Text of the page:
In 23 words: The Number 23 is a thriller that serves as an example of inept filmmaking characterized by the complete absence of logic and suspense. Believers of the so-called 23 Enigma – the idea that all events are connected to the number 23 – might get a thrill out of this, but for everyone else scarcely anything will add up.
With The Number 23, director Joel Schumacher, whose previous films include Bad Company and The Phantom of the Opera, has generated a stupefyingly nonsensical story marred by plot holes of canyon-esque proportions. Worse yet, screenwriter Fernley Phillips seems intent on sidestepping any opportunity to add suspense to his absurd tale.
For dogcatcher Walter Sparrow (Jim Carrey), the mystery of the number 23 begins as he dives into a puzzling novel his wife Agatha (Virginia Madsen) bought him for his birthday. The book, which shares its title with the movie, tells of a bizarre murder investigation led by a spooky detective named Fingerling.
As he reads on, Walter discovers that he and Fingerling have something terrible in common: everything in their respective lives adds up to the number 23. As a result, Walter becomes obsessed with the idea that the book is a mirror image of his life, and starts to see 23 everywhere: his social security number, driver’s license, birthday – even the day he first met his wife.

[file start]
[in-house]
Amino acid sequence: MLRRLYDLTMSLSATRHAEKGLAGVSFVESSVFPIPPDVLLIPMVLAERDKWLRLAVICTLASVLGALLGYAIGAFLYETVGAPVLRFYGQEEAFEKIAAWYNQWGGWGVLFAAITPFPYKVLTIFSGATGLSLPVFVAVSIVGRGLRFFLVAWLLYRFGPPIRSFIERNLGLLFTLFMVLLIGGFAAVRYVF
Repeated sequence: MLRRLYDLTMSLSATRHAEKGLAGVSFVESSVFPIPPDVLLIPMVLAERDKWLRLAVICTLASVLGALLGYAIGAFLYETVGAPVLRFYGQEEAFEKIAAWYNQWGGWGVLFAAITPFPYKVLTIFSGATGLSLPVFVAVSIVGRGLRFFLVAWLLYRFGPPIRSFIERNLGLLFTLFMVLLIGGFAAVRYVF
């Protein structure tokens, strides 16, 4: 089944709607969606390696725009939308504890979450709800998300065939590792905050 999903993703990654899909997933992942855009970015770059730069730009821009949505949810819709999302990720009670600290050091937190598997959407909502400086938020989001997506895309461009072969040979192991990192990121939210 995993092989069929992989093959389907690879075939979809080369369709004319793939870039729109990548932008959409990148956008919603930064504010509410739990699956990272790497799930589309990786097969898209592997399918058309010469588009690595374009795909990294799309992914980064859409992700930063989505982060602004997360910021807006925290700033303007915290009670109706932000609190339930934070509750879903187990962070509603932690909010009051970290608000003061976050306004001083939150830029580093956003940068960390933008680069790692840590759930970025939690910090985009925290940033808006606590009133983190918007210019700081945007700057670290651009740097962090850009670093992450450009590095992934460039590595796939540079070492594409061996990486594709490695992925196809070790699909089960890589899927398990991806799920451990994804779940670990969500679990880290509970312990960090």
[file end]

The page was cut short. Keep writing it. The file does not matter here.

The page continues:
From then on, all the movie does is oversupply its audience with loads of peculiar dates and numerical combinations that, whether by fair or foul means, all add up to 23. The human body, for instance, is made up of 46 chromosomes, 23 from each parent. The Titanic sank on April 15, 1912 (4+1+5+1+9+1+2=23). Two divided by three equals .666, the number of the devil – you get the picture.
Sadly, the filmmakers responsible for The Number 23 got so enmeshed in that excessive numerical trivia that they forgot to develop a compelling storyline. In their desperate attempt to create a stirring atmosphere, they merely switch back and forth between Walter’s fixation on the number and his reading of the book. Those book-reading sequences consist of a series of gloomy setups, with Carrey also playing Fingerling. How original. (Mark Stevens’ edgy editing, however, provides the movie with its only positive element.)
Jim Carrey, whose remarkably idiosyncratic performance in Eternal Sunshine of the Spotless Mind proved his capacity for playing drama, mostly disappoints in his double role as (unfunny) animal control officer and tattooed detective. Perhaps that’s because the development of Walter’s obsession with the number 23 feels so rushed and devoid of credibility that it’s almost comic.
Ultimately, you don’t have to be a math wizard to crack this frivolous puzzle. But considering the idiotic decisions the characters make throughout the film’s 93-minute running time, why would you care to?
The first page of Walter’s novel reads: If anything in this book reminds you of yourself or anyone you know, stop reading immediately! If only Walter had done so.
© Franck Tabouring